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The Huntington News

The independent student newspaper of Northeastern University

The Huntington News

The independent student newspaper of Northeastern University

The Huntington News



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Huskies break past Terriers in last-minute push

Izzy Harris
The Huskies erupt after scoring a goal in their game against Boston University Friday evening. The matchup was Northeastern’s first conference game of the season.

Friday night, two long-standing rivals — Northeastern (4-1-0, 1-0-0 Hockey East) and Boston University (0-1-0, 0-1-0 Hockey East) — ushered in their new eras in the first Hockey East showdown of the season. In recent years, the Huskies have been the dominant team, but debuting BU first-year head coach Tara Watchorn, the Terriers gave the Northeastern women’s hockey team a run for their money. Although the Terriers kept the Huskies at bay for the first half of the game, once Northeastern settled onto the ice, they picked up enough momentum to run away with the conference opener 4-1.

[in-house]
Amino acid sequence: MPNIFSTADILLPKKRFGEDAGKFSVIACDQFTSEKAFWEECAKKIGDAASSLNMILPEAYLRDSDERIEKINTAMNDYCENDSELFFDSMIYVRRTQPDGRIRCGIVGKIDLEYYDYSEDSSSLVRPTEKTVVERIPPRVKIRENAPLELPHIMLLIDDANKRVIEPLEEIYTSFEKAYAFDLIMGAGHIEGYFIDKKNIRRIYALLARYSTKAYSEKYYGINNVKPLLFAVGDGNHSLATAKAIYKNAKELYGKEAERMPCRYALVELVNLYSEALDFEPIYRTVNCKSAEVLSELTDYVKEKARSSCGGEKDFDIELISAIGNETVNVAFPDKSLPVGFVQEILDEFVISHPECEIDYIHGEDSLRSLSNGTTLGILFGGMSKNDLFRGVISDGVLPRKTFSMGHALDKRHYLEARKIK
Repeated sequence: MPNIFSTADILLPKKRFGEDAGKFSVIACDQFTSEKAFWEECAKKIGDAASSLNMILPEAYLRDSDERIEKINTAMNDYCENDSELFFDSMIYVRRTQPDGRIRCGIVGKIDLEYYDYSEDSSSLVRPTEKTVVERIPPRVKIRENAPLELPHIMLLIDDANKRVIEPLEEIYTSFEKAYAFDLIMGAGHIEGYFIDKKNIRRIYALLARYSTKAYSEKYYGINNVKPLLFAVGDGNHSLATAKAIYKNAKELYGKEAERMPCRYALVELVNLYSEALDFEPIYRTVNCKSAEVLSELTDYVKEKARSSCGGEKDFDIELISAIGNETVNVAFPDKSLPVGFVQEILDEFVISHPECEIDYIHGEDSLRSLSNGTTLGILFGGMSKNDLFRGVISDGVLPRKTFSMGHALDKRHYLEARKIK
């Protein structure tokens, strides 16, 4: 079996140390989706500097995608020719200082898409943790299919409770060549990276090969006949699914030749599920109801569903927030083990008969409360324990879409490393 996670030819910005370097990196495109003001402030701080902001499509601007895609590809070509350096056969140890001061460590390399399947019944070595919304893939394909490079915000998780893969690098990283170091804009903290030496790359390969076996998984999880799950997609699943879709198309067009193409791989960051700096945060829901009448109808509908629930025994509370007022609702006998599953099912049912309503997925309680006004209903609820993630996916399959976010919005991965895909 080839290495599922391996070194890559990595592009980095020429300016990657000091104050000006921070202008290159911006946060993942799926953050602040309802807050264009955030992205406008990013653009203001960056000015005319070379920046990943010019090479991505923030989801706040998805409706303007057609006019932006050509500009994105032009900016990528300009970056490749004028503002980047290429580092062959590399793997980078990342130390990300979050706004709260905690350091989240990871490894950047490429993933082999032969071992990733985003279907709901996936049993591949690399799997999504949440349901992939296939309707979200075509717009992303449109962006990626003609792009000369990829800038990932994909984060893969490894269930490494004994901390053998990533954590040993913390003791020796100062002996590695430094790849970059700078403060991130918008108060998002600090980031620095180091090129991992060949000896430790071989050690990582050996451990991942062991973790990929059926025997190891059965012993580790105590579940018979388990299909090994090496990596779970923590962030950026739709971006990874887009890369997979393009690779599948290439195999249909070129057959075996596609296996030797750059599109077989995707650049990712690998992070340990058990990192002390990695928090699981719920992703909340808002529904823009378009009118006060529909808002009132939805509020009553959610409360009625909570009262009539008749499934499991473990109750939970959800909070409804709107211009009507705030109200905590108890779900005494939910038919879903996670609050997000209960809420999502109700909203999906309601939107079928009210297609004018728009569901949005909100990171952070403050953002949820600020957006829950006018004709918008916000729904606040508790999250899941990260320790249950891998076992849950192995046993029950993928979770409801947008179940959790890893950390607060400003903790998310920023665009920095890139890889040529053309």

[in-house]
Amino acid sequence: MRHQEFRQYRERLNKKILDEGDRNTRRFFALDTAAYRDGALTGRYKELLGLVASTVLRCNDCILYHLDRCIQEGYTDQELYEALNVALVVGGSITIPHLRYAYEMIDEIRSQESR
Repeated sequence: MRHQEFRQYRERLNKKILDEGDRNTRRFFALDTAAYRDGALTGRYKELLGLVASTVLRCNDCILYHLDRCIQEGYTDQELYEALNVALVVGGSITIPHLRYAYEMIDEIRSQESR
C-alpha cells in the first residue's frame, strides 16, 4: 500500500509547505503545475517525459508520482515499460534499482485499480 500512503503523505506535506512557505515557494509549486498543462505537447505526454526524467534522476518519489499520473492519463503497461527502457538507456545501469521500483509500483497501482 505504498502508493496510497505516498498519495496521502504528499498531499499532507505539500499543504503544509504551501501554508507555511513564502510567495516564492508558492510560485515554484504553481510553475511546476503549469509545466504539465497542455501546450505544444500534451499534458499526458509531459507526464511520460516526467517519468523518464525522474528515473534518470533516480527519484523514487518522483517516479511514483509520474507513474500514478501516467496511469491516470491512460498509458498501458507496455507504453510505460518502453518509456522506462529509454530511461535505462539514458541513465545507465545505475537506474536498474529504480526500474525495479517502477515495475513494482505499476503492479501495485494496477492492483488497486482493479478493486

“It’s definitely a huge confidence booster,” said graduate student defender and captain Megan Carter. “The awesome thing about Hockey East is that every game is a competitive one, and anyone can come out with a win, so it speaks a lot to just our work ethic and team culture that we can stay in a close game and then pull out a 4-1 win.”

Consistency is key, and the Huskies fell on the short end of that battle when they stepped into Walter Brown Arena with yet another mix of lines. 

BU came out of the gate in control. Boasting a veteran-heavy team, the Terriers quickly found a rhythm with their offensive pressure, creating high-danger shot opportunities after just a minute of play. Although BU struggled to connect on centering feeds, they recovered quickly every time, leaving the Huskies scrambling in their own zone.